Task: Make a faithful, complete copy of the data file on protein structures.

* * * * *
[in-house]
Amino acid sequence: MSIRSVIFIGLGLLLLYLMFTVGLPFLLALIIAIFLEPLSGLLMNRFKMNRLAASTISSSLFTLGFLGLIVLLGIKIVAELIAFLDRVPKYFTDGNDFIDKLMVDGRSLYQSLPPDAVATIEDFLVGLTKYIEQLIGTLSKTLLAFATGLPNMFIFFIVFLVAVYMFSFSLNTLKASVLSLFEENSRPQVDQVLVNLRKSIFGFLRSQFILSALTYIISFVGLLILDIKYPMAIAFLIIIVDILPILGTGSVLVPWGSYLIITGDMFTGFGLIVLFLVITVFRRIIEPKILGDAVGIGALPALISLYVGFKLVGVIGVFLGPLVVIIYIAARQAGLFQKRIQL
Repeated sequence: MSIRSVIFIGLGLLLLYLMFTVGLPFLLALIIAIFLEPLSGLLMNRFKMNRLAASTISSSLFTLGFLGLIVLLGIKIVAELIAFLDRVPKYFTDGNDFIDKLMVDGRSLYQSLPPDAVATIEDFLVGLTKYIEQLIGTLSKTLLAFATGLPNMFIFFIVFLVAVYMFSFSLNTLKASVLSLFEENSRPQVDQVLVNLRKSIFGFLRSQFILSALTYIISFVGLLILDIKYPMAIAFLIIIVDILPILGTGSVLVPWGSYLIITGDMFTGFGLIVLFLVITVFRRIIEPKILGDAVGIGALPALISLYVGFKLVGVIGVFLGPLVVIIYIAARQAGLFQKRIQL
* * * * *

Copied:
[in-house]
Amino acid sequence: MSIRSVIFIGLGLLLLYLMFTVGLPFLLALIIAIFLEPLSGLLMNRFKMNRLAASTISSSLFTLGFLGLIVLLGIKIVAELIAFLDRVPKYFTDGNDFIDKLMVDGRSLYQSLPPDAVATIEDFLVGLTKYIEQLIGTLSKTLLAFATGLPNMFIFFIVFLVAVYMFSFSLNTLKASVLSLFEENSRPQVDQVLVNLRKSIFGFLRSQFILSALTYIISFVGLLILDIKYPMAIAFLIIIVDILPILGTGSVLVPWGSYLIITGDMFTGFGLIVLFLVITVFRRIIEPKILGDAVGIGALPALISLYVGFKLVGVIGVFLGPLVVIIYIAARQAGLFQKRIQL
Repeated sequence: MSIRSVIFIGLGLLLLYLMFTVGLPFLLALIIAIFLEPLSGLLMNRFKMNRLAASTISSSLFTLGFLGLIVLLGIKIVAELIAFLDRVPKYFTDGNDFIDKLMVDGRSLYQSLPPDAVATIEDFLVGLTKYIEQLIGTLSKTLLAFATGLPNMFIFFIVFLVAVYMFSFSLNTLKASVLSLFEENSRPQVDQVLVNLRKSIFGFLRSQFILSALTYIISFVGLLILDIKYPMAIAFLIIIVDILPILGTGSVLVPWGSYLIITGDMFTGFGLIVLFLVITVFRRIIEPKILGDAVGIGALPALISLYVGFKLVGVIGVFLGPLVVIIYIAARQAGLFQKRIQL